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Web Sites with
Misinformation about Illicit Drugs
A response to a letter in the New England Journal of Medicine
by Fire Erowid
Dec 2001
Citation:   Erowid, Fire. "Web Sites with Misinformation about Illicit Drugs: A response to a letter in the New England Journal of Medicine". Erowid Extracts. December 2001;2:12.
In August, the New England Journal of Medicine published a letter to the editor by Boyer, Shannon and Hibberd entitled "Web Sites with Misinformation about Illicit Drugs".1 In this article, Boyer et al. criticize government websites for not competing successfully with "partisan" drug information web sites, name sites they consider partisan, and offer specific criticism of information found on those sites.
To the Editor of the New England Journal of Medicine:

In their article discussing online drug information resources, Boyer et al. express concern over a comment made on that taking an SSRI after Ecstasy may reduce the risk of MDMA neurotoxicity.1 They state that taking an SSRI after MDMA might lead to serotonin syndrome, but their concern is unsubstantiated.

SSRI coadministration has been practiced by MDMA users for many years, without evidence of serotonin syndrome, as documented by published papers2 and dozens of unpublished reports collected by Erowid. Additionally, one clinical study administered 1.5 mg/kg MDMA (po) after citalopram with no evidence of increased medical risk (3). By blocking MDMA interactions with the serotonin transporter, SSRIs reduce the physiological and experiential effects of MDMA in humans2,3 and neurotoxicity in rodents.4 This includes attenuation of both heart rate and blood pressure increases.

No drug or drug combination is without risks. At least one adverse event (not involving serotonin syndrome) has been reported after this combination.5 Attempting to decrease risk of MDMA neurotoxicity with an SSRI may increase other risks, but serotonin syndrome is not known to be one of them.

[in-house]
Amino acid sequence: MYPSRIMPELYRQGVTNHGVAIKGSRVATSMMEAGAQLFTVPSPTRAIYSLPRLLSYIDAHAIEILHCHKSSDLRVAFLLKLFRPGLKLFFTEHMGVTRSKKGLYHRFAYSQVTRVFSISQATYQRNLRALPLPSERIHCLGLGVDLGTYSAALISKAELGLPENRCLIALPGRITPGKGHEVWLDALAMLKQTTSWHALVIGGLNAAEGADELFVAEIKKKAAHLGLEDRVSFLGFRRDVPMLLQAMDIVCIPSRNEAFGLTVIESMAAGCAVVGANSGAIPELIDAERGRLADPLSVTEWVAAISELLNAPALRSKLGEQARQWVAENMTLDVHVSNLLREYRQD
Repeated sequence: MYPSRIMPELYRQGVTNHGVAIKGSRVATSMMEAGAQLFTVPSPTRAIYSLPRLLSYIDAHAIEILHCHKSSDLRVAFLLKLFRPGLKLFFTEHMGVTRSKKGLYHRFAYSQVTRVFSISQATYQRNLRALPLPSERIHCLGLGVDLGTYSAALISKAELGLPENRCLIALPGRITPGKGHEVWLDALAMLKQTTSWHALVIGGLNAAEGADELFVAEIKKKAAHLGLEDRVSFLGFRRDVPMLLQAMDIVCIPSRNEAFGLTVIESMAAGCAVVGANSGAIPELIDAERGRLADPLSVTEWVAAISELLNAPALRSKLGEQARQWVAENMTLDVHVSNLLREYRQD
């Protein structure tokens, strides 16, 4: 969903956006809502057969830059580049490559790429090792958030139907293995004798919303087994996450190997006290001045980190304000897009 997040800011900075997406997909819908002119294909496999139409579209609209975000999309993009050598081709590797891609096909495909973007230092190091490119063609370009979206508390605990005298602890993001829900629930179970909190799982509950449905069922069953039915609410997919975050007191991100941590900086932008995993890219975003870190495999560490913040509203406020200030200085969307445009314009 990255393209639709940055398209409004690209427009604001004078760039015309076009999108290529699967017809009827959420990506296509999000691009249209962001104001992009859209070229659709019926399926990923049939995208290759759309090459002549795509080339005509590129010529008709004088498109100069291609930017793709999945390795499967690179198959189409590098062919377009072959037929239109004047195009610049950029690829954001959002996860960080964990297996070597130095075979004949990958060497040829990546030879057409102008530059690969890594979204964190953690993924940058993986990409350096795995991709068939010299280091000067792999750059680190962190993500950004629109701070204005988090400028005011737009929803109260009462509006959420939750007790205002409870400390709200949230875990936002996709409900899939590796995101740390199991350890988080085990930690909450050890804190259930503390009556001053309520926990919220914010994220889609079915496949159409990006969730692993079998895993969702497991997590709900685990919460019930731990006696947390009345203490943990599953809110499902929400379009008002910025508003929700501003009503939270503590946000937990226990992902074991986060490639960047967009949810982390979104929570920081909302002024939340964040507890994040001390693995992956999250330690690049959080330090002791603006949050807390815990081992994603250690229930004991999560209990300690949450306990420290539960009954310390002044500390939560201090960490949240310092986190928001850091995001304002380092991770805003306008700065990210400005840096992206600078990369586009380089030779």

The well meaning but misinformed concerns of Boyer et al. illustrate why many people rely on and other alternative information sources rather than biased "anti-drug" or government-sponsored sites. Unlike those sources, the archive maintains reliability through literature reviews, expert critiques, interviews with users and input from readers. We welcome comments and corrections.

The authors made several comments about, pointing out the large amount of traffic the site gets, as well as implying that the information we provide is both less reliable than government sponsored anti-drug websites and likely to cause harm.

Internet Drug Information
Boyer et al. cite a study (Wax 2000) which looked at the effects of internet drug information on the use of drugs by students. Their letter states that this study found:

"24 percent of college students used the Internet to obtain information on illicit substances, and 27 percent of Internet-using college students reported that Internet use increased the likelihood that they would use drugs."

While this certainly implies that drug use increased after exposure to information on the internet, a closer examination of the study cited reveals that an even higher percentage of students reported that internet drug information reduced the likelihood that they would use illicit drugs.

From the study itself, 168 students were surveyed (94 college and 74 first year medical students). Nineteen percent reported having used the internet to find information on recreational drugs (24% college and 14% medical). Of those who surfed for drug information, 9% said this increased their likelihood of using recreational drugs (27% college and 0% medical) while 19% said it decreased their likelihood of using recreational drugs (27% college and 10% medical).2

Boyer's primary criticism of Erowid was in reference to a comment made about the potential use of SSRIs to reduce negative side effects of MDMA. They commented that "The combined use of SSRIs (selective serotonin reuptake inhibitors) or MAOIs (monoamine oxidase inhibitors) with drugs possessing serotonergic activity such as MDMA has led to serotonin syndrome in selected patients."

While it is true that combining MAOIs with MDMA increases risks of serotonin syndrome, there is little evidence to suggest the same is true about SSRIs. We submitted a formal response to the New England Journal of Medicine (below) which they declined to publish, citing space limitations.

It should be noted that Boyer's original submission was a 30 page article cut to two pages by the editors of the NEJM. It is unclear whether the problems with the final content were part of the original or a result of these cuts, but we were disappointed that the NEJM would publish such a letter and not allow space for a response.

References #
  1. Boyer EW, Shannon M, Hibberd PL. 2001. "Web Sites with Misinformation about Illicit Drugs" NEJM 345:469-471.
  2. Wax P. 2000. "Just a Click Away" J Toxicol Clin Toxicol 38:531.